- She can receive the ordinances of baptism and confirmation (receiving the gift of the Holy Ghost), as the Savior has taught is necessary for salvation (John 3:5). [A whole lifetime could be spent studying what these ordinances mean and why they are important, but the bottom line is that they are about pointing our souls and minds to Christ and His Atoning sacrifice, and choosing to commit and submit our lives to God. He then promises to keep us clean through the Atonement and to someday receive us into His kingdom.]

- She can receive the sacrament each week, which keeps the promised blessings of baptism and confirmation alive and present in her mind and heart. The continued promise of having the Holy Ghost with her is a gift beyond price.

- She can go to the temple to serve and receive the ordinances of authorized baptism and confirmation on behalf of those who have died and not been able to receive them. Joseph Smith taught much about the importance of baptism for the dead in Doctrine and Covenants 128. (I recently went with my children to the temple for the first time and that scripture came alive to me all the more. This work that the youth do in the temples MATTERS, a lot. God works across generations. This work is about binding generations to each other and to God.)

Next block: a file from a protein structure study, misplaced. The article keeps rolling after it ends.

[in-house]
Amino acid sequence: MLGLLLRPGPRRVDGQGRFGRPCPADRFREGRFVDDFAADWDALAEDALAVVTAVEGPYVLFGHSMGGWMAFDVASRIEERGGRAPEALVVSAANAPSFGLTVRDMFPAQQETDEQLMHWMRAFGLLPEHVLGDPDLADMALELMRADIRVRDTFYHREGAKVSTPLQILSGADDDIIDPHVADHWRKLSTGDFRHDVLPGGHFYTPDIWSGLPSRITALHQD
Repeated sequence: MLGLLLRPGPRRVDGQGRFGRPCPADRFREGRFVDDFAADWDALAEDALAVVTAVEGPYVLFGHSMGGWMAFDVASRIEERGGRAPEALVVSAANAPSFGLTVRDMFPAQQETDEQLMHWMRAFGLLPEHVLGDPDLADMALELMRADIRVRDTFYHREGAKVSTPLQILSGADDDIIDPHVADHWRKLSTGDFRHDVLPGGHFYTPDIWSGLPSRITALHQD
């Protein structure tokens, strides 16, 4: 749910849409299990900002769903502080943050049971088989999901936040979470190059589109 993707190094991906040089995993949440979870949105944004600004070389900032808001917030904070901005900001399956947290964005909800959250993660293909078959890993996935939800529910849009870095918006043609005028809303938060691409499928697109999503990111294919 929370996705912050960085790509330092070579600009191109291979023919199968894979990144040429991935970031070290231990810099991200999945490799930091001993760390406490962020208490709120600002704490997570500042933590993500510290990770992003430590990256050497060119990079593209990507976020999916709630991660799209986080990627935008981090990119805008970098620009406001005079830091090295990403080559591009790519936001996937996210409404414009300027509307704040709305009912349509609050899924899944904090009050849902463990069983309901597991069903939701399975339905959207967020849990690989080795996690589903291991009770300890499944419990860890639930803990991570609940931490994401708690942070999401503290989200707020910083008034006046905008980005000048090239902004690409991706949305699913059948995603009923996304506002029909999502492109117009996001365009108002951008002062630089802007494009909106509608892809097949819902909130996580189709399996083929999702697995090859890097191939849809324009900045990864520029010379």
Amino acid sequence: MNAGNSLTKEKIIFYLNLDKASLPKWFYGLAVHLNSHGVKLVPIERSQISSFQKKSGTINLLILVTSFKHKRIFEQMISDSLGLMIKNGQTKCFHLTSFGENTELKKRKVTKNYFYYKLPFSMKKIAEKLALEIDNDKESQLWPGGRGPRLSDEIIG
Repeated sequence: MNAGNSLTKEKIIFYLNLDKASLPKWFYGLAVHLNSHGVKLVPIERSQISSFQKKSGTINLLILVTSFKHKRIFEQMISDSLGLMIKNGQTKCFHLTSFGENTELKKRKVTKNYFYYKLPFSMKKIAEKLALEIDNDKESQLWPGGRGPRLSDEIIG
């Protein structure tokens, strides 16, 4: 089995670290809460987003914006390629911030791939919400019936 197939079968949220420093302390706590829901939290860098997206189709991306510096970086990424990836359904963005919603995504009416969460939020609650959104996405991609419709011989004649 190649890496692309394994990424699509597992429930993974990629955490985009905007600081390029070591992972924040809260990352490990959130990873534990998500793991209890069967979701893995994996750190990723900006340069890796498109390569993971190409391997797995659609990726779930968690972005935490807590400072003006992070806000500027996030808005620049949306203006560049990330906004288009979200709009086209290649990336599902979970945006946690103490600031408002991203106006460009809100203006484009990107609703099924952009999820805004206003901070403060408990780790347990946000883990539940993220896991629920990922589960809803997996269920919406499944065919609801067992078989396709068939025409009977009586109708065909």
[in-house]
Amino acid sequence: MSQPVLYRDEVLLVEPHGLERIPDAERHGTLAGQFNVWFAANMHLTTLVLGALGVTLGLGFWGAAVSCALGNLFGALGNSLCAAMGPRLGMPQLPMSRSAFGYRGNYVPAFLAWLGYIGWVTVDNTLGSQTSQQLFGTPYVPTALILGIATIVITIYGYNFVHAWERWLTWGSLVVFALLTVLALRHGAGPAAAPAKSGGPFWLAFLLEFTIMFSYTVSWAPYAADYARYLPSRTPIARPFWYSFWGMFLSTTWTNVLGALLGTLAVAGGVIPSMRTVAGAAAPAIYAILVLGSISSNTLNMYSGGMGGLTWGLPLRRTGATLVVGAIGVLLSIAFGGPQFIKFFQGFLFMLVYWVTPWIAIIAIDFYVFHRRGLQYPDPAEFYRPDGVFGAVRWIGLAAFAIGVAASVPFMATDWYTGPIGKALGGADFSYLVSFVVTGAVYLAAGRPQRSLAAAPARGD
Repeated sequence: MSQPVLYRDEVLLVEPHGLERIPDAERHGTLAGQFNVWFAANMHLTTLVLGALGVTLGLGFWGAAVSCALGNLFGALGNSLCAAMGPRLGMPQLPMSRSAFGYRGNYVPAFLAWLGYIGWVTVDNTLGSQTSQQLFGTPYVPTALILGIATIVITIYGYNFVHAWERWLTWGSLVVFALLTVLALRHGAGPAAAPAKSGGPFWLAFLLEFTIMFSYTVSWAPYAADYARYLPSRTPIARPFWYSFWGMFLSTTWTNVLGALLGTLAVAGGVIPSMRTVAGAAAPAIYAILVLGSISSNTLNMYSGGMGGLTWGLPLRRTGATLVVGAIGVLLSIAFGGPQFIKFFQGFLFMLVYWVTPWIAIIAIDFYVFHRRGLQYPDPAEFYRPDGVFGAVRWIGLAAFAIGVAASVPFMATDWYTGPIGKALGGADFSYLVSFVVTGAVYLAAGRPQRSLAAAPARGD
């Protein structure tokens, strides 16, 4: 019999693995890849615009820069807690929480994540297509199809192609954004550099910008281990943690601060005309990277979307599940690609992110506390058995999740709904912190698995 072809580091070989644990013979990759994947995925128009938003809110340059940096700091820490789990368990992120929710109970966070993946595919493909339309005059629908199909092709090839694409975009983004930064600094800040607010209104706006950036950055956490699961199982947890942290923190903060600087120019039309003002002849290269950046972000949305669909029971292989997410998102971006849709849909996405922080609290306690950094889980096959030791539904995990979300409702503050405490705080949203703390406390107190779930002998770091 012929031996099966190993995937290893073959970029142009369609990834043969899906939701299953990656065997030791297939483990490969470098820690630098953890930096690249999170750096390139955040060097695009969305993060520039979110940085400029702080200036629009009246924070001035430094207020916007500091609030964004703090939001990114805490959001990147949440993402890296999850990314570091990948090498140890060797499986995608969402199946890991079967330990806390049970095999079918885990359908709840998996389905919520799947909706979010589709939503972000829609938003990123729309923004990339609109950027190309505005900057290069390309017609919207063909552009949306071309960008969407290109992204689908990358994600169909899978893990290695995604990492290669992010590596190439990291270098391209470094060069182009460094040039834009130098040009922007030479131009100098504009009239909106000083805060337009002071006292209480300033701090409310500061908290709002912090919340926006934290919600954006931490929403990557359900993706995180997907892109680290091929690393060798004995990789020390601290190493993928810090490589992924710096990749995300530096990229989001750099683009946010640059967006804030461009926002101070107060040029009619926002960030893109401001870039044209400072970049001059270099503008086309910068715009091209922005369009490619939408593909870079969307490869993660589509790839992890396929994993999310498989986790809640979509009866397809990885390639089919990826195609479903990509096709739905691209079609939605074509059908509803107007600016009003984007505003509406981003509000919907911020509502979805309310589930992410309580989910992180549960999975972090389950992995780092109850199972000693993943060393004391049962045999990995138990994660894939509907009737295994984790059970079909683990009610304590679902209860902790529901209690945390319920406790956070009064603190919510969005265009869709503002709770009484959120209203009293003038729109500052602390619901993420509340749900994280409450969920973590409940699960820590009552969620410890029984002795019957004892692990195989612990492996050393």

- She can do family history work to learn more about her family and also to make temple ordinance work possible for her own flesh and blood who have passed on. This service centered on the temple both helps her remember and ponder her own baptism and confirmation, but also can bless her life with more of God’s power and strengthen family ties and a sense of belonging and understanding of herself.

- She can serve by doing indexing work to make it easier for others to do their family history and/or temple work.